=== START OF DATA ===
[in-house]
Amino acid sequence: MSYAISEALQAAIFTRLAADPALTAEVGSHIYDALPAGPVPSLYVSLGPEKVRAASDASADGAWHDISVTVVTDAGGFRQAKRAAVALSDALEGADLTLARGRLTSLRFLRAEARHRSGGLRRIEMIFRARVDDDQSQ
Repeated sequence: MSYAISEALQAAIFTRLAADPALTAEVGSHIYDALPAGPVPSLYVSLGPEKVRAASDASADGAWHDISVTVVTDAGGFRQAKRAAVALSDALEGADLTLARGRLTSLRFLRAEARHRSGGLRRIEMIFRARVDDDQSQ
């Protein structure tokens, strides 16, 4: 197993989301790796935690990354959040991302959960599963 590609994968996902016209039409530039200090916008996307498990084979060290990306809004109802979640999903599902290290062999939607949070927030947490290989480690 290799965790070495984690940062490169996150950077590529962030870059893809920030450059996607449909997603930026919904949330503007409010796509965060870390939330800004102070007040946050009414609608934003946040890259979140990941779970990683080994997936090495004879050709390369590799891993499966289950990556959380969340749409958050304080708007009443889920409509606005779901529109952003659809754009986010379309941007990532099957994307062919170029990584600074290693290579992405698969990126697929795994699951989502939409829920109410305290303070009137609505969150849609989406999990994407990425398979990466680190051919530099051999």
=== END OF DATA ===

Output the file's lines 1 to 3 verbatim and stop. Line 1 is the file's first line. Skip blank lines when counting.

[in-house]
Amino acid sequence: MSYAISEALQAAIFTRLAADPALTAEVGSHIYDALPAGPVPSLYVSLGPEKVRAASDASADGAWHDISVTVVTDAGGFRQAKRAAVALSDALEGADLTLARGRLTSLRFLRAEARHRSGGLRRIEMIFRARVDDDQSQ
Repeated sequence: MSYAISEALQAAIFTRLAADPALTAEVGSHIYDALPAGPVPSLYVSLGPEKVRAASDASADGAWHDISVTVVTDAGGFRQAKRAAVALSDALEGADLTLARGRLTSLRFLRAEARHRSGGLRRIEMIFRARVDDDQSQ